But, sir, I cannot dispense with fixing my attention upon the con
clusion of the extract of your instruction above mentioned, and seeing that the result is announced in terms which by their too general acceptation, may lead to abusive interpretation. I have thought that it is necessary to have an amicable understanding with you.
In speaking of my admission, and of the public acknowledgment of my character, you say, that this step is isolated, and means nothing but what is in itself. Do you not apprehend that the disaffected will see, in this mode of expression, a sort of restriction, of implicit reserve; that they may go so far as to suppose that it alludes to I know not what other declaration or ante. rior measure which may have been adopted to the same courts to which your ministers may have held this official language? That even attributing the publication to you
they may give a sort of credit to the inductions? Undoubtedly you will see with pain that the public receives them; for however forced they may be, they injure the idea which the court of Denmark wishes always to give of the frank. ness of its proceedings. That after having so long delayed a measure, become necessary to her own consideration, as well as to the dignity of the republic, she might be again suspected of wishing to destroy the good effect secretly, and to weaken whatever advantage the measure might produce to France. Would not this be a real inconvenience? I only wish to point out what in this concerns your own reputation.
On the other hand, sir, the French government, now esta
blished on a new constitution, resumes its rank among the other European powers. It will of course be extremely cautious not to incur the charge of inconsistency, nor to suffer any stain to attach on its dignity, nor in any respect to sanction hy injustice the detraction of its calumniators. The government well know the influence of public opinion, and will not fail so set themselves right in the estimation of the world, when their adversaries are busily employed in corrupting it.
Although they feel themselves far superior to flattery and ostentation, and direct all their operations with that confidence which arises from the wisdom of their councils, and the energy of their measures; yet the value they set upon their connection with Denmark, renders it impossible for them to behold, with an eye of indifference, a circumstance which conveys a harsh VOL. XXXVIII.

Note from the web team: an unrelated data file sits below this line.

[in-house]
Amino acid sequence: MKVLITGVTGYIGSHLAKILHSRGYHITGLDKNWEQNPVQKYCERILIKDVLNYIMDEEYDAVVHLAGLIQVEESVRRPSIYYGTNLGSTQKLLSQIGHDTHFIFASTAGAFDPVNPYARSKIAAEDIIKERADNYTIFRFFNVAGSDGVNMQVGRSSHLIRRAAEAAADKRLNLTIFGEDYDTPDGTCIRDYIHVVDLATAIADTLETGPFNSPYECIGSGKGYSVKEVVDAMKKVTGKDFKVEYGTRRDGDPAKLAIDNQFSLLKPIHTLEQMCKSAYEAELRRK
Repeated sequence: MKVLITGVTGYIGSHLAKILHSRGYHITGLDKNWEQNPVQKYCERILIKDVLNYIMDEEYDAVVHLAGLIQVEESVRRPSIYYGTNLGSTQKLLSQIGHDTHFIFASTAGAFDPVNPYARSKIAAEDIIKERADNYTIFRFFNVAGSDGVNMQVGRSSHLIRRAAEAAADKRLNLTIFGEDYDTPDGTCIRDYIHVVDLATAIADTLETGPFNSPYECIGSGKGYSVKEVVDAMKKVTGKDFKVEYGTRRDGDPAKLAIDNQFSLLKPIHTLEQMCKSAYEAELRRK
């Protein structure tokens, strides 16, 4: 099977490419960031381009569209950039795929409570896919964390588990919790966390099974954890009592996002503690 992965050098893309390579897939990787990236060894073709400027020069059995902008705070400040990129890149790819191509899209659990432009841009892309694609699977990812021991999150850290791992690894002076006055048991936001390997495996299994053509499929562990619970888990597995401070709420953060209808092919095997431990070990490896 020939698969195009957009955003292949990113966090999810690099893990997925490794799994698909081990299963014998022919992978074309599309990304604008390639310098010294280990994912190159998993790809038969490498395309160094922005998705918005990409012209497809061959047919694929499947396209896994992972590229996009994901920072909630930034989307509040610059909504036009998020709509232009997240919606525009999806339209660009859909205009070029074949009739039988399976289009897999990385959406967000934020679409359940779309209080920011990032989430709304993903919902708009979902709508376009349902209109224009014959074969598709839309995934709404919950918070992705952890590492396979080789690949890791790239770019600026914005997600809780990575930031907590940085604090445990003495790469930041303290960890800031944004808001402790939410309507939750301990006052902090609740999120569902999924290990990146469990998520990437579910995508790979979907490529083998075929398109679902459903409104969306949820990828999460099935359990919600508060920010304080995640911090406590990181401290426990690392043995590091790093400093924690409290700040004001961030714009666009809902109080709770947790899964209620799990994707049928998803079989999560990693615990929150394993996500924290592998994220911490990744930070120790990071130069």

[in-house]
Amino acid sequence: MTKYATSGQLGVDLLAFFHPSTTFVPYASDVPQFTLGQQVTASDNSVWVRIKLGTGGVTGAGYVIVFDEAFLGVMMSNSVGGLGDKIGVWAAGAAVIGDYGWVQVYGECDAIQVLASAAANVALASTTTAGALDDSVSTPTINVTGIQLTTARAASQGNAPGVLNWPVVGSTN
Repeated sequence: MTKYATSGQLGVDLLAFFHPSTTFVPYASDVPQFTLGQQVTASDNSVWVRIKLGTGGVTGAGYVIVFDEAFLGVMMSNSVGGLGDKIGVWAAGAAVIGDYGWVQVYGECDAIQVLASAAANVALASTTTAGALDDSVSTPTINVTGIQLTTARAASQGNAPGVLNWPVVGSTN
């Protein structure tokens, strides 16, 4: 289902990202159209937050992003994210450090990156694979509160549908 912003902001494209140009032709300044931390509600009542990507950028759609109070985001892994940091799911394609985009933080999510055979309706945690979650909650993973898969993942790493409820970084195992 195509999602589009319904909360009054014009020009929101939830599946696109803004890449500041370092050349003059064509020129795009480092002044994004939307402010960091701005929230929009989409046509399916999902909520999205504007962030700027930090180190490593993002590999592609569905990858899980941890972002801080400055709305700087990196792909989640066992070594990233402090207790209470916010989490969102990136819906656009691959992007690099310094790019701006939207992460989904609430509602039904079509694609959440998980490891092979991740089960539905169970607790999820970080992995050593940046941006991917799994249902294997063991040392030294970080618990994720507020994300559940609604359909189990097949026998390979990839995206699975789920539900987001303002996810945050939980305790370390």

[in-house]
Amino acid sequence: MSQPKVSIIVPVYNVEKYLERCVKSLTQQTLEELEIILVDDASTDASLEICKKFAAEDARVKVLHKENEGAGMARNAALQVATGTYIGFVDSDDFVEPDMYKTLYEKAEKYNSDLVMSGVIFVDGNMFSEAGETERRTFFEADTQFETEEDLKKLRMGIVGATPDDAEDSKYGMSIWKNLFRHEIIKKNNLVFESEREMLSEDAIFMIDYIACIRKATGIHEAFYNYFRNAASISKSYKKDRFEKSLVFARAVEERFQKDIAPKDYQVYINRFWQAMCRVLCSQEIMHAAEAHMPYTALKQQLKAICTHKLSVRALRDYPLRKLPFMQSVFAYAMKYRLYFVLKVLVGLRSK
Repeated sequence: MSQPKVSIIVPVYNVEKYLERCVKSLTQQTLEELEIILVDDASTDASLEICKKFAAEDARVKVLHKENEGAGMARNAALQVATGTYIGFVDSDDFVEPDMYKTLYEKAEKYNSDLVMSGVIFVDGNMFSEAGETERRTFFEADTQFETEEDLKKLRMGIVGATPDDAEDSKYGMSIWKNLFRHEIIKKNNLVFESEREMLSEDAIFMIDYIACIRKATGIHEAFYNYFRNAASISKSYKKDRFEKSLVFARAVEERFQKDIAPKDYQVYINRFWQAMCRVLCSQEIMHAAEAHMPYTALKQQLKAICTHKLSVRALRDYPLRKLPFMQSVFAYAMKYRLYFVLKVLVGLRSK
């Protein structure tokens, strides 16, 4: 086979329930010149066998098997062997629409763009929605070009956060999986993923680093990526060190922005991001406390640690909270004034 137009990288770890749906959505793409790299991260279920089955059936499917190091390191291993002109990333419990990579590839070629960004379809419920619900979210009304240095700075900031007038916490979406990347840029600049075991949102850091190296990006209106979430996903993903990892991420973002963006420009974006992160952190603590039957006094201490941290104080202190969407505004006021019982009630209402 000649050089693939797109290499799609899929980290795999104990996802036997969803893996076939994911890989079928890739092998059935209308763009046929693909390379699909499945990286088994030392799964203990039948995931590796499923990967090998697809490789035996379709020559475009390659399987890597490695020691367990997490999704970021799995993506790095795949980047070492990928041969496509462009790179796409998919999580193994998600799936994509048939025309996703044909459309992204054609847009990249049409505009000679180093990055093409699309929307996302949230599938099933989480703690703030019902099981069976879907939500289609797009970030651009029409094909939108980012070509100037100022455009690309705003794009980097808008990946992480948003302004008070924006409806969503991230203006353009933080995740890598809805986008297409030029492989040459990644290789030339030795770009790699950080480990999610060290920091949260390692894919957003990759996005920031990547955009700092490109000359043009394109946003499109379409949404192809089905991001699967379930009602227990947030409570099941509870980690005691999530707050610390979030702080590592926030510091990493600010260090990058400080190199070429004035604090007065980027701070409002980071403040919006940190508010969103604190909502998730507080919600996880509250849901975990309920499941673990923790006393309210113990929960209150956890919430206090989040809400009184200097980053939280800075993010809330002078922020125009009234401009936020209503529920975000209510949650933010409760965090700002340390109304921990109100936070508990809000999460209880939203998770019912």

reflection on their conduct. The abuse that might be made of your note, gave them much concern, and it was with extreme satisfaction that they received a testimony of the rectitude of your intentions. A loyal government stoops not to a disavowal, because it asserts nothing but the truth. A wise government ought to contemn false reports, but a benevolent government, or only an impartial one, will not reject overtures to an explanation, especially if it is demanded with amicable views.
It is with this view, sir, that I now discharge this important duty, a duty which, though painful, is still necessary to prevent an interruption of the existing harmony between our respective states, which ought to be united more closely than ever. If personal consideration were of any weight, I should give my opinion that this is not an unimportant object, and perhaps the occurrences, which preceded my admission, were not of the most conciliatory nature, and may produce some embarrassments in the event, at least with respect to this court. The first observation I submit to your wisdom, and the latter remark to your delicacy. (Signed) GROUVELLE.
Answer of Count Bernstorff.
I AM very sensible and grateful for the sentiments expressed in the letter which I have had the honour to receive from you. They increase my esteem, and though I cannot add any thing to that which I have verbally pronounced to you, I enter with pleasure into your wishes and I do not hesitate to give you friendly explanations, even on the
objects which do not admit of ministerial discussions. The instructions which I gave to some of the king's ministers at different foreign courts are of this kind: it is become public without our knowledge; it is nothing like a decla ration to these courts. We have made no declaration; it is a simple official instruction, only designed for the information of those to whom it is addressed, and which relates to the anterior correspondence and which breathing only the justice rendered to the present French constitution, could not surely involve us in a dispute with her, but rather with those who do not love that constitution. This is so clearly evident, that I should only weaken it by further explana tion.
You know, besides, that your admission has been without the smallest reserve, absolutely in the usual and most solemn forms that we know. We never do things by hal, and as you are witness of our conduct and proceedings, I should love to chuse you yourself as judge, and I depend upon your impartiality. In the same manner I entreat you to believe in the high consideration with which I am, &c. BERNSTORFF.
Copenhagen, March 19, 1796.